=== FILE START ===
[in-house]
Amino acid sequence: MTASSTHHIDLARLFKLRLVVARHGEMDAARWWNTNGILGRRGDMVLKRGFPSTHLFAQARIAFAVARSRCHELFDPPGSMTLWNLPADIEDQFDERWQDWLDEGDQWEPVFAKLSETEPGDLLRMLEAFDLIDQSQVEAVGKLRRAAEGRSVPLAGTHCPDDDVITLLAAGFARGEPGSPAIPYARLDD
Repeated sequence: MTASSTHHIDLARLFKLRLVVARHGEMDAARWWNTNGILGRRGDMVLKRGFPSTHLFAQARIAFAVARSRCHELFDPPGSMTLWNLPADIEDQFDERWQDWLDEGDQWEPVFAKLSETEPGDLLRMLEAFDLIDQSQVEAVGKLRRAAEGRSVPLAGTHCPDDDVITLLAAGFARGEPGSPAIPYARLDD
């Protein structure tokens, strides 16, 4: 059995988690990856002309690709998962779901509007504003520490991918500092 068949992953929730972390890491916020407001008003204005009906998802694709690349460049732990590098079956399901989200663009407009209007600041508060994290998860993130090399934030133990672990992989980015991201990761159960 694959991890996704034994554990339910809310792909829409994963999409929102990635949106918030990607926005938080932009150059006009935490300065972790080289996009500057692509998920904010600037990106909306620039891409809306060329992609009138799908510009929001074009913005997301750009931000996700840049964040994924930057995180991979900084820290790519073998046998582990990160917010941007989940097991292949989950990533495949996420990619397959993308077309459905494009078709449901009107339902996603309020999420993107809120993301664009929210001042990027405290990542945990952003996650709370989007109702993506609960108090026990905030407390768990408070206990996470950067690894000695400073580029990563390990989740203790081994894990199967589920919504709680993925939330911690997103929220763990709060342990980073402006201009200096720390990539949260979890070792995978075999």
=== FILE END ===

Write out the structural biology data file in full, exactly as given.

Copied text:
[in-house]
Amino acid sequence: MTASSTHHIDLARLFKLRLVVARHGEMDAARWWNTNGILGRRGDMVLKRGFPSTHLFAQARIAFAVARSRCHELFDPPGSMTLWNLPADIEDQFDERWQDWLDEGDQWEPVFAKLSETEPGDLLRMLEAFDLIDQSQVEAVGKLRRAAEGRSVPLAGTHCPDDDVITLLAAGFARGEPGSPAIPYARLDD
Repeated sequence: MTASSTHHIDLARLFKLRLVVARHGEMDAARWWNTNGILGRRGDMVLKRGFPSTHLFAQARIAFAVARSRCHELFDPPGSMTLWNLPADIEDQFDERWQDWLDEGDQWEPVFAKLSETEPGDLLRMLEAFDLIDQSQVEAVGKLRRAAEGRSVPLAGTHCPDDDVITLLAAGFARGEPGSPAIPYARLDD
């Protein structure tokens, strides 16, 4: 059995988690990856002309690709998962779901509007504003520490991918500092 068949992953929730972390890491916020407001008003204005009906998802694709690349460049732990590098079956399901989200663009407009209007600041508060994290998860993130090399934030133990672990992989980015991201990761159960 694959991890996704034994554990339910809310792909829409994963999409929102990635949106918030990607926005938080932009150059006009935490300065972790080289996009500057692509998920904010600037990106909306620039891409809306060329992609009138799908510009929001074009913005997301750009931000996700840049964040994924930057995180991979900084820290790519073998046998582990990160917010941007989940097991292949989950990533495949996420990619397959993308077309459905494009078709449901009107339902996603309020999420993107809120993301664009929210001042990027405290990542945990952003996650709370989007109702993506609960108090026990905030407390768990408070206990996470950067690894000695400073580029990563390990989740203790081994894990199967589920919504709680993925939330911690997103929220763990709060342990980073402006201009200096720390990539949260979890070792995978075999």